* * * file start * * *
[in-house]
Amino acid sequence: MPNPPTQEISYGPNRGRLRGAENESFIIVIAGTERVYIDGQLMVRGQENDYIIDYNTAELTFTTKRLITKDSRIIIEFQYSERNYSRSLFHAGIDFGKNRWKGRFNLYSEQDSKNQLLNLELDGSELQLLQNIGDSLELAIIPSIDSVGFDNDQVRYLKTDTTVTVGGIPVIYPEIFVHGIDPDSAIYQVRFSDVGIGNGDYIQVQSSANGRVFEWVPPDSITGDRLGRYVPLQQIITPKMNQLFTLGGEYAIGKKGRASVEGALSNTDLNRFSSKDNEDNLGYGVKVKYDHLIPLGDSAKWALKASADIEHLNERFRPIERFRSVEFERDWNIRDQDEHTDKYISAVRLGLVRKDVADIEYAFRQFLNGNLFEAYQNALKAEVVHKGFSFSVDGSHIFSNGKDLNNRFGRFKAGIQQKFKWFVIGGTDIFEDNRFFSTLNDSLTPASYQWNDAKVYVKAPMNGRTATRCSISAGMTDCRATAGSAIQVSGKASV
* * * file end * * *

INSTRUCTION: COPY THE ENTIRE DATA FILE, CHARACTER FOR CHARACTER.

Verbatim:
[in-house]
Amino acid sequence: MPNPPTQEISYGPNRGRLRGAENESFIIVIAGTERVYIDGQLMVRGQENDYIIDYNTAELTFTTKRLITKDSRIIIEFQYSERNYSRSLFHAGIDFGKNRWKGRFNLYSEQDSKNQLLNLELDGSELQLLQNIGDSLELAIIPSIDSVGFDNDQVRYLKTDTTVTVGGIPVIYPEIFVHGIDPDSAIYQVRFSDVGIGNGDYIQVQSSANGRVFEWVPPDSITGDRLGRYVPLQQIITPKMNQLFTLGGEYAIGKKGRASVEGALSNTDLNRFSSKDNEDNLGYGVKVKYDHLIPLGDSAKWALKASADIEHLNERFRPIERFRSVEFERDWNIRDQDEHTDKYISAVRLGLVRKDVADIEYAFRQFLNGNLFEAYQNALKAEVVHKGFSFSVDGSHIFSNGKDLNNRFGRFKAGIQQKFKWFVIGGTDIFEDNRFFSTLNDSLTPASYQWNDAKVYVKAPMNGRTATRCSISAGMTDCRATAGSAIQVSGKASV